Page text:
I suppose if both sides to a transaction are criminals and this is known fraud, then it would not be PayPal's responsibility to guarantee a product. I have had PayPal both refund buyers -and- allow me to keep the payment for a sale (using their own money), both with digital and physical goods. (When this happens, I find it aggravating because I know the products were delivered and the buyers should not have been refunded.)

    Quote Originally Posted by dsieg58 View Post
    If you give PayPal something to work with, they WILL go to bat for the seller.
    PayPal doesn't build its business by making digital goods sales more risky for the seller. It's a matter of being professional as a business, and following PayPal guidelines. I am about to offer two new digital products for sale, and just reviewed the PayPal guidelines to see what, if anything, has changed. They have a Guide for digital goods, a Digital Goods FAQ, and a Best Practices Guide.

    As a business-person and business owner, if you are properly licensed, handle disputes professionally, follow their rules to the letter, then PayPal is just fine. There is no growth if they feed cynicism about their service, as business owners can be quite vocal about anything which costs them money. Every merchant account has rules to follow to deal with problems. My experience is that PayPal is no different.

    Quote Originally Posted by danieleB View Post
    Just to double check, you mean that it's now riskier for the seller, right?
    I have now a seller asking me to pay via Paypal.
    So you're on the other side of the transaction as a customer. As a seller, I've always felt the buyer had the greater protections from PayPal, but they act just like any credit card processor. (If you wish to avoid the wrath of PayPal as a buyer with a dispute, don't ever dispute a charge through the credit card assigned to a PayPal transaction; Instead, dispute directly through PayPal.) The above guides will also help clarify what PayPal expects from your seller in digital goods transactions.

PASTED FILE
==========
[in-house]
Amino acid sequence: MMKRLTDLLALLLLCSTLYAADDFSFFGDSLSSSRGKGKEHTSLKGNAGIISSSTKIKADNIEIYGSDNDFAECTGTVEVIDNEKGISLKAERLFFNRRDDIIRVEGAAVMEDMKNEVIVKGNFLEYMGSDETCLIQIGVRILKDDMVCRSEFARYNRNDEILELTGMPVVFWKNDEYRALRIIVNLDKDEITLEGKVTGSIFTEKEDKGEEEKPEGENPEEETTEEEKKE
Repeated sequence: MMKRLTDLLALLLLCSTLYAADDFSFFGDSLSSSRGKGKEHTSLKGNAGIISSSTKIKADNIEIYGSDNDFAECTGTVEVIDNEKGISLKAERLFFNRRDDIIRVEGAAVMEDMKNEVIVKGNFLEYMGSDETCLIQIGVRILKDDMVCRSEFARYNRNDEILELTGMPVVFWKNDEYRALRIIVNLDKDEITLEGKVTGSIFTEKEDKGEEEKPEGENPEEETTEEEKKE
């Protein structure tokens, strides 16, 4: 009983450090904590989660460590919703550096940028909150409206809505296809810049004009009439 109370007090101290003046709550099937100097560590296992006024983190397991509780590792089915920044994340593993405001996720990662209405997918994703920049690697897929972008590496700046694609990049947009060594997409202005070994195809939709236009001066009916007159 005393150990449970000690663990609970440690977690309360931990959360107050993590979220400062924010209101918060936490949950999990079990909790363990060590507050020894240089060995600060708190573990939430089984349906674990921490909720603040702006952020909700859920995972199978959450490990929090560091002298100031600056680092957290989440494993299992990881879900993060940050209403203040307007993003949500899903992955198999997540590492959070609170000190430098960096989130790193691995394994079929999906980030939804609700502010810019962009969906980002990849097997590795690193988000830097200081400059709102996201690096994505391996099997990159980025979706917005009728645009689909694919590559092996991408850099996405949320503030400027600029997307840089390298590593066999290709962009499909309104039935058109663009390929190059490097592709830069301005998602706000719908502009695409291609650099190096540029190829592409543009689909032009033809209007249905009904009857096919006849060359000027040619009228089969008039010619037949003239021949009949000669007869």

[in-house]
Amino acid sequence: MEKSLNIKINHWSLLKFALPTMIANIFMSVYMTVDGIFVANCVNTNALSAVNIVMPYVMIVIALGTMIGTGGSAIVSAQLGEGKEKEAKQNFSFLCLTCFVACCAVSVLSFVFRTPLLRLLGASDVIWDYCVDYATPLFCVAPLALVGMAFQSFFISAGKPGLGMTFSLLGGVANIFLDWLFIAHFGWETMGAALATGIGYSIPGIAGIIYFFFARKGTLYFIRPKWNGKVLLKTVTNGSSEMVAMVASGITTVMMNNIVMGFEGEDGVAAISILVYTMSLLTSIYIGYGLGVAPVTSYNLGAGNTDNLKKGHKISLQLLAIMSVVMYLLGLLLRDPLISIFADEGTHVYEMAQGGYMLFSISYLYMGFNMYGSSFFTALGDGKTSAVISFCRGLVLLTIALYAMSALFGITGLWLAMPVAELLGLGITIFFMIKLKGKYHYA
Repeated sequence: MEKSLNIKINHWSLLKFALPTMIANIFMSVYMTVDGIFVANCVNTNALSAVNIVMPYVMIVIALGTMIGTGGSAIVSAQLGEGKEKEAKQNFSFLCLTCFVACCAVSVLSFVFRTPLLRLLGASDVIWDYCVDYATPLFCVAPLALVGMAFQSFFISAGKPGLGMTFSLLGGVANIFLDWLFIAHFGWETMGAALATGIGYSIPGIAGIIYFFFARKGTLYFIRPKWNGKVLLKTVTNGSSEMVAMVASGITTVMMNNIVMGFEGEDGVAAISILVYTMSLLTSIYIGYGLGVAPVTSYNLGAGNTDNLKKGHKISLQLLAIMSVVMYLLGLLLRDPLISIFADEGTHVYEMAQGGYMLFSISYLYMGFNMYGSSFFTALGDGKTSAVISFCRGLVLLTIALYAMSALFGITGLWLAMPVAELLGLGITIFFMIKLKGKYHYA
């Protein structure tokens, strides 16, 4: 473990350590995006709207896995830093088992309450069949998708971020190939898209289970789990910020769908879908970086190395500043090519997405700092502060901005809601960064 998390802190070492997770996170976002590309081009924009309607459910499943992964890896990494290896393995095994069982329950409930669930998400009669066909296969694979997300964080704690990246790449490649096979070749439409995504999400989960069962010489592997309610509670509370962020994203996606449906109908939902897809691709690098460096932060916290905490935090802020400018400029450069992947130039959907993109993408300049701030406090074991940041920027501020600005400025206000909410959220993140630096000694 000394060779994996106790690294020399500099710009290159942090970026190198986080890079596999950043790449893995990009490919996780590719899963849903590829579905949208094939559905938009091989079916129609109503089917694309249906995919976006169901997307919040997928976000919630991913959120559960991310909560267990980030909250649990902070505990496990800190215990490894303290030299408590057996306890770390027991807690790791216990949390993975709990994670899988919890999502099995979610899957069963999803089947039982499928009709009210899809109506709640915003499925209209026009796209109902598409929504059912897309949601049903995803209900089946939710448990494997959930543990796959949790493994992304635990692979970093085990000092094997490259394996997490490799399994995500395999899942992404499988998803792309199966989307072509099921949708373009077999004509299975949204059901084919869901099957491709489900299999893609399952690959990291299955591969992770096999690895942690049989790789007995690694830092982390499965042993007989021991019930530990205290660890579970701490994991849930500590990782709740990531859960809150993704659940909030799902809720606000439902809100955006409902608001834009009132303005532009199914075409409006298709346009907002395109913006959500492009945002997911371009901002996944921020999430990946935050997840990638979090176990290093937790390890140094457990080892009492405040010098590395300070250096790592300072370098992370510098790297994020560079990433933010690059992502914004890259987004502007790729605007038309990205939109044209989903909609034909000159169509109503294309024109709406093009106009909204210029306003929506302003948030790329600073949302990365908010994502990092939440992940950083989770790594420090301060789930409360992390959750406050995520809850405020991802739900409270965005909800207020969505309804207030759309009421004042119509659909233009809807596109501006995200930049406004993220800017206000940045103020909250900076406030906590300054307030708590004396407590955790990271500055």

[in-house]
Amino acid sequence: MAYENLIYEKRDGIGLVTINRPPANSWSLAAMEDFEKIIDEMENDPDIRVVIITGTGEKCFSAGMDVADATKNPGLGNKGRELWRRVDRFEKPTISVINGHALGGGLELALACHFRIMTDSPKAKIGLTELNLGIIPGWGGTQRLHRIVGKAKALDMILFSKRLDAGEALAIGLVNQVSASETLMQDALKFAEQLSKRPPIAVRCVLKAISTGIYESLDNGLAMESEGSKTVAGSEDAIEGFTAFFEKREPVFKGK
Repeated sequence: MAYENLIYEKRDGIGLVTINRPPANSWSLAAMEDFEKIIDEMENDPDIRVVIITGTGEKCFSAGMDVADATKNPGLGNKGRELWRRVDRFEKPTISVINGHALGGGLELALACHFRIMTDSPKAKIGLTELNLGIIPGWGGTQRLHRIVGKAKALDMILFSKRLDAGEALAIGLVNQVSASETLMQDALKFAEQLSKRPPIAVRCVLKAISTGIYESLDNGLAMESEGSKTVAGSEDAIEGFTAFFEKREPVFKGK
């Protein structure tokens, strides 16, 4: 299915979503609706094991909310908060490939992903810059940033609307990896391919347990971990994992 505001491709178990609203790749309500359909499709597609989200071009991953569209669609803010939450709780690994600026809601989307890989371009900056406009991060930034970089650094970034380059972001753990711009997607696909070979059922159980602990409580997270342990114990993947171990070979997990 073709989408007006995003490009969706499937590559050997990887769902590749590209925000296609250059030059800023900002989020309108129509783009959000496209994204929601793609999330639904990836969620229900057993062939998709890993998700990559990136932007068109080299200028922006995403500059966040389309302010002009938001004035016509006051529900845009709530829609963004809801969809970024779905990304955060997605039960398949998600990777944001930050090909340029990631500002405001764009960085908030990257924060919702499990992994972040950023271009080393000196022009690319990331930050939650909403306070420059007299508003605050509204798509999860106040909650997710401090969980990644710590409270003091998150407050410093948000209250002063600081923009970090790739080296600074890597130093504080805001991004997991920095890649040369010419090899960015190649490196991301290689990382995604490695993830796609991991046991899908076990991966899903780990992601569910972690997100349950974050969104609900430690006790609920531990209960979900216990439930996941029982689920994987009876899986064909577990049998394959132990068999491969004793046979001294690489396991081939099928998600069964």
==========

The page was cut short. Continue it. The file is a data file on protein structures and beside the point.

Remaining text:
I recall an article from The Guardian on recent UK changes - here it is: PayPal shake-up protects buyers of 'intangibles'
    Last edited by KenW3; 31 May 2014 at 8:49 pm.

  14. The Following 6 Users Say Thank You to KenW3 For This Useful Post:

    carlpruitt (17 October 2014), Chabrenas (1 June 2014), Clinton (2 June 2014), danieleB (2 June 2014), David S (1 June 2014), Kay (31 May 2014)

+ Reply to Thread

Similar Threads

  1. How to deal with Paypal with Website deals
    By TeamFreedom in forum Due Diligence and Gotchas!
    Replies: 3
    Last Post: 28 March 2012, 5:39 pm
  2. New Paypal Scam I just saw
    By grynge in forum General & Miscellaneous
    Replies: 1
    Last Post: 7 May 2011, 8:21 pm
  3. Replies: 9
    Last Post: 21 April 2011, 9:40 am
  4. FP - End of the Road for Turnkey Website Sellers?
    By Thomas in forum Site Flipping
    Replies: 12
    Last Post: 26 March 2011, 8:17 pm

Bookmarks

Posting Permissions

  • You may not post new threads
  • You may not post replies
  • You may not post attachments
  • You may not edit your posts